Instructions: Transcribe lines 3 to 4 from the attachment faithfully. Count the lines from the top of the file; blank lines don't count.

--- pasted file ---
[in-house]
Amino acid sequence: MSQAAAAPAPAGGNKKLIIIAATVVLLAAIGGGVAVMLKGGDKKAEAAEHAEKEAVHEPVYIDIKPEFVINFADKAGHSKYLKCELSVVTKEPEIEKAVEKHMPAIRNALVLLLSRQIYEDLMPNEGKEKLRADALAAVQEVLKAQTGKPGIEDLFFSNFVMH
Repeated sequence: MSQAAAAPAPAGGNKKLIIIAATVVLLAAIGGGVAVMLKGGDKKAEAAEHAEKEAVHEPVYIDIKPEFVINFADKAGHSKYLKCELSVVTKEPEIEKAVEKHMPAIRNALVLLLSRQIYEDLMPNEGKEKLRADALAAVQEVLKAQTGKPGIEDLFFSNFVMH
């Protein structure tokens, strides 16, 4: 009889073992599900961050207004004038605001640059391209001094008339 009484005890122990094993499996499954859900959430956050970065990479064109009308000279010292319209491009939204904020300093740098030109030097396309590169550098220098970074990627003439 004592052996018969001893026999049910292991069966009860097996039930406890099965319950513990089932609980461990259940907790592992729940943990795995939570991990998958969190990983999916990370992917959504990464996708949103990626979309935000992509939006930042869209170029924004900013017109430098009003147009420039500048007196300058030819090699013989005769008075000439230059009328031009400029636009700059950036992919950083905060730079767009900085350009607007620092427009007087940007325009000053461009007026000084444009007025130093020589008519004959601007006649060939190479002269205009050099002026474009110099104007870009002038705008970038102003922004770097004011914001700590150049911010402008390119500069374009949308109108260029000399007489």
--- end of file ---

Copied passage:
Repeated sequence: MSQAAAAPAPAGGNKKLIIIAATVVLLAAIGGGVAVMLKGGDKKAEAAEHAEKEAVHEPVYIDIKPEFVINFADKAGHSKYLKCELSVVTKEPEIEKAVEKHMPAIRNALVLLLSRQIYEDLMPNEGKEKLRADALAAVQEVLKAQTGKPGIEDLFFSNFVMH
């Protein structure tokens, strides 16, 4: 009889073992599900961050207004004038605001640059391209001094008339 009484005890122990094993499996499954859900959430956050970065990479064109009308000279010292319209491009939204904020300093740098030109030097396309590169550098220098970074990627003439 004592052996018969001893026999049910292991069966009860097996039930406890099965319950513990089932609980461990259940907790592992729940943990795995939570991990998958969190990983999916990370992917959504990464996708949103990626979309935000992509939006930042869209170029924004900013017109430098009003147009420039500048007196300058030819090699013989005769008075000439230059009328031009400029636009700059950036992919950083905060730079767009900085350009607007620092427009007087940007325009000053461009007026000084444009007025130093020589008519004959601007006649060939190479002269205009050099002026474009110099104007870009002038705008970038102003922004770097004011914001700590150049911010402008390119500069374009949308109108260029000399007489």